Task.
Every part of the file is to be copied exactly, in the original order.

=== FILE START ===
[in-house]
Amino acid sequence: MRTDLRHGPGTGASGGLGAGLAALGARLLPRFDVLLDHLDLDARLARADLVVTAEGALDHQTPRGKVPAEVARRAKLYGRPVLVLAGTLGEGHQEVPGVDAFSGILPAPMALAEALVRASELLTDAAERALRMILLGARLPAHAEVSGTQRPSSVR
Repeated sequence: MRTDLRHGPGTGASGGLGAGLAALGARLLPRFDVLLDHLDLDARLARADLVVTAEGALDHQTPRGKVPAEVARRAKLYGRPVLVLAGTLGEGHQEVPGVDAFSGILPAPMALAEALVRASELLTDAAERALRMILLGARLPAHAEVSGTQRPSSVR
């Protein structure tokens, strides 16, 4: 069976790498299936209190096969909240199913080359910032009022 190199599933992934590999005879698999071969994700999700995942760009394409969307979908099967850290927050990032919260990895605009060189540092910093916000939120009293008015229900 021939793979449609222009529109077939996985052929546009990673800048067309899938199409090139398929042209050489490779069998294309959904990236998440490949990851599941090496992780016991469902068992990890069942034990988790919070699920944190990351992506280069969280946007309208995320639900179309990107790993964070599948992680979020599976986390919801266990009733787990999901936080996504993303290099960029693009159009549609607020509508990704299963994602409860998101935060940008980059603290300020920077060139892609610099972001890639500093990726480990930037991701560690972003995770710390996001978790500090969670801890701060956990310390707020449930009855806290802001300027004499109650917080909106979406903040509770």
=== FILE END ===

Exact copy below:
[in-house]
Amino acid sequence: MRTDLRHGPGTGASGGLGAGLAALGARLLPRFDVLLDHLDLDARLARADLVVTAEGALDHQTPRGKVPAEVARRAKLYGRPVLVLAGTLGEGHQEVPGVDAFSGILPAPMALAEALVRASELLTDAAERALRMILLGARLPAHAEVSGTQRPSSVR
Repeated sequence: MRTDLRHGPGTGASGGLGAGLAALGARLLPRFDVLLDHLDLDARLARADLVVTAEGALDHQTPRGKVPAEVARRAKLYGRPVLVLAGTLGEGHQEVPGVDAFSGILPAPMALAEALVRASELLTDAAERALRMILLGARLPAHAEVSGTQRPSSVR
């Protein structure tokens, strides 16, 4: 069976790498299936209190096969909240199913080359910032009022 190199599933992934590999005879698999071969994700999700995942760009394409969307979908099967850290927050990032919260990895605009060189540092910093916000939120009293008015229900 021939793979449609222009529109077939996985052929546009990673800048067309899938199409090139398929042209050489490779069998294309959904990236998440490949990851599941090496992780016991469902068992990890069942034990988790919070699920944190990351992506280069969280946007309208995320639900179309990107790993964070599948992680979020599976986390919801266990009733787990999901936080996504993303290099960029693009159009549609607020509508990704299963994602409860998101935060940008980059603290300020920077060139892609610099972001890639500093990726480990930037991701560690972003995770710390996001978790500090969670801890701060956990310390707020449930009855806290802001300027004499109650917080909106979406903040509770």